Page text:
Are two heads better than one?

You’ve likely heard the saying “two heads are better than one”, and may have been told that working in a group is better for ideas and creativity. But could working in groups actually hinder your ability to remember things? A recent study found that when given a memory task, people’s ability to remember was worse in groups than it was individually.

The research, which examined findings from previous studies, found that participants in groups often conflicted with each other during the recall process, hindering their ability to remember things. For example, if one participant’s memorization method was first to last, and another’s method was last to first, those competing methods conflicted with each other, resulting in worse results overall.

The researchers hypothesized the issue is that recall specifically is detrimentally affected when performed as a group activity (not as an individual activity). Interestingly, they also found that after working in groups while group recall was worse, individual recall was improved.

“Each person has their own way of remembering things,” says Dr. Darren Gitelman, neurologist at Advocate Medical Group. “When we attempt to recall things, our preferred method can become interrupted by another’s preferred method and can result in us either misremembering or reconsidering what we remembered. That isn’t something that an individual has to deal with outside of a group setting.”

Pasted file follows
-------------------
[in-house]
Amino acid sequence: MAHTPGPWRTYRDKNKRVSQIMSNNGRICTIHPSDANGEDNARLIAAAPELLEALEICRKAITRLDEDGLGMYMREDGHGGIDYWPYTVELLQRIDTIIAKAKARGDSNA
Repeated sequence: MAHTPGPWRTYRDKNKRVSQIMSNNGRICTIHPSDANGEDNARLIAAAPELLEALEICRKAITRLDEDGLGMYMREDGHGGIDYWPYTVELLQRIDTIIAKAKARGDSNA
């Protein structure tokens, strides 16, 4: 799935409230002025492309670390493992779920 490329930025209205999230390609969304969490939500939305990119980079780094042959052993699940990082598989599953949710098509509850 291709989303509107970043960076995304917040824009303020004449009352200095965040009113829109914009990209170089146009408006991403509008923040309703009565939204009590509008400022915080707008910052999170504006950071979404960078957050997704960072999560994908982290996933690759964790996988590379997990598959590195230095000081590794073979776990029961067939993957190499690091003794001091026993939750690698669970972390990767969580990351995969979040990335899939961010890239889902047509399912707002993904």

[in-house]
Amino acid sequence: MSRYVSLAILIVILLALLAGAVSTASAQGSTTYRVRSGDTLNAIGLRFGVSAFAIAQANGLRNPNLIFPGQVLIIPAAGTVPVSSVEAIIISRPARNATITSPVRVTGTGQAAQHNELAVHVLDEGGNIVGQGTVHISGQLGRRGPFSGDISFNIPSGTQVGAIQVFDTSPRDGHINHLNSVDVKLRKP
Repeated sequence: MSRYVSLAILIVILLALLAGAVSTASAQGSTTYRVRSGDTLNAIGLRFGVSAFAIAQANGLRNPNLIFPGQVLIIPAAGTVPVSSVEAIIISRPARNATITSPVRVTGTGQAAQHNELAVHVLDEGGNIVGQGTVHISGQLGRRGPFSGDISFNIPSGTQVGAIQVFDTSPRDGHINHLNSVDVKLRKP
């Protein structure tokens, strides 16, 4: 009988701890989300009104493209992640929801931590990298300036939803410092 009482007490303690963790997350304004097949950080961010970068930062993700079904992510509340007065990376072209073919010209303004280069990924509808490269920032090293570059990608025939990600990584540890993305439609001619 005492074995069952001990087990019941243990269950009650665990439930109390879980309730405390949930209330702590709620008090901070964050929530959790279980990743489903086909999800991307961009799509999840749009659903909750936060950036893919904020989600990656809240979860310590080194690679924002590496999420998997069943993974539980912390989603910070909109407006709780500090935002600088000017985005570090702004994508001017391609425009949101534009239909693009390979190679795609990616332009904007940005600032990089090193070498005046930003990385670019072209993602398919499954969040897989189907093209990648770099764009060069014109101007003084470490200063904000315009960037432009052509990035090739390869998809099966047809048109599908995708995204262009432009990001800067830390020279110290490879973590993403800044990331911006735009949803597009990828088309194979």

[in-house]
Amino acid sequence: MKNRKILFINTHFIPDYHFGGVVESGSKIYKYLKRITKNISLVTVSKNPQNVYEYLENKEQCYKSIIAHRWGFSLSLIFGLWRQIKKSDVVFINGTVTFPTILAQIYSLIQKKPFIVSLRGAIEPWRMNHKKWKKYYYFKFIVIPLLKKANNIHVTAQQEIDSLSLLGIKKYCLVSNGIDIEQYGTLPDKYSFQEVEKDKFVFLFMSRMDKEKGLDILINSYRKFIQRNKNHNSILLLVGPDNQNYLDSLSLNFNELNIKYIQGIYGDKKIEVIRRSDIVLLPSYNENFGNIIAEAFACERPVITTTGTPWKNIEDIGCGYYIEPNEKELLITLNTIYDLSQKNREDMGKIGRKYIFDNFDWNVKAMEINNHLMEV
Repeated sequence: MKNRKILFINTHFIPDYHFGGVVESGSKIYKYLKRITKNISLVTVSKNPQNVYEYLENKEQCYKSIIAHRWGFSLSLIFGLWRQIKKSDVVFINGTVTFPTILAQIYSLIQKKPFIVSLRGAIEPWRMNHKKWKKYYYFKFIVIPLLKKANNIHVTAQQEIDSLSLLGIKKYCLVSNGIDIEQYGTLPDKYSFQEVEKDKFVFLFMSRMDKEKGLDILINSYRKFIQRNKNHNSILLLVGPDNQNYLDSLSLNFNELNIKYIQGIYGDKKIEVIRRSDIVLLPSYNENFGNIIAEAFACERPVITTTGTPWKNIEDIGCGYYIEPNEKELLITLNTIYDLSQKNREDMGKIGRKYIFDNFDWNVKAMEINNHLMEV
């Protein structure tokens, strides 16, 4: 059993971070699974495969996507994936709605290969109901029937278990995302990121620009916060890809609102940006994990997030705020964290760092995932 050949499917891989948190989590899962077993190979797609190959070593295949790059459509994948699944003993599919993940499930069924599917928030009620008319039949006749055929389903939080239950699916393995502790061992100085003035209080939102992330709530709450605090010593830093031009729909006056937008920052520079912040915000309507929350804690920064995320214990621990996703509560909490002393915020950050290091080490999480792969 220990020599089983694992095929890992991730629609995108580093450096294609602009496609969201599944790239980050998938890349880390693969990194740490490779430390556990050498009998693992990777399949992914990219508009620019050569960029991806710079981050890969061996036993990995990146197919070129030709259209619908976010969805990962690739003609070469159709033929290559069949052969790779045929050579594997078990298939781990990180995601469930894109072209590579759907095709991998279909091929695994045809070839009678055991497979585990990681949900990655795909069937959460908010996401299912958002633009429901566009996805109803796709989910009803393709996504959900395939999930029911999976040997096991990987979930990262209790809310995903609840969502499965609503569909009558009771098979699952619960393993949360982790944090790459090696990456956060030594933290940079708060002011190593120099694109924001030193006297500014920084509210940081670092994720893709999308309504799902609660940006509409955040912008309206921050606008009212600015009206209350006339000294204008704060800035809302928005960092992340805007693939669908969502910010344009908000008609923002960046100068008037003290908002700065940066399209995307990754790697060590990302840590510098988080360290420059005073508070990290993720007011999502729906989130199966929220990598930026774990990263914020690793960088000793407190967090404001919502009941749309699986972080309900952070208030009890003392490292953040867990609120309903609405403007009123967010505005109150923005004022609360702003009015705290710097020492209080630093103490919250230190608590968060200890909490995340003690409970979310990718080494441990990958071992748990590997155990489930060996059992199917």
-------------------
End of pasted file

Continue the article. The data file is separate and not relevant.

The study also found that the groups’ makeup did play a factor into the results of the participants. Smaller groups were more effective than larger groups. Additionally, groups of family and friends were more effective than groups of strangers.

“When you are familiar with the thought process of others and potentially even trust the other people you work with, you may be more confident in sharing what you remember,” says Dr. Gitelman. “So in some ways, the study does need a bit more work.”

If groups are harmful to recall, what can students and peers who often work in groups for projects do to effectively meet their goals and deadlines?  Dr. Gitelman suggests the following:

  • Write things down. It is always easier to recall with prompts that can help you remember the information you are seeking out.
  • Talk constructively to find the answer. Arguing isn’t going to get you very far. Work collaboratively and listen to each other to try and piece together the correct answer – it may not always work, but it will promote a better atmosphere for the group.
  • Assign roles. If each person is responsible for remembering certain things, they can be the “go-to” for particular topics.

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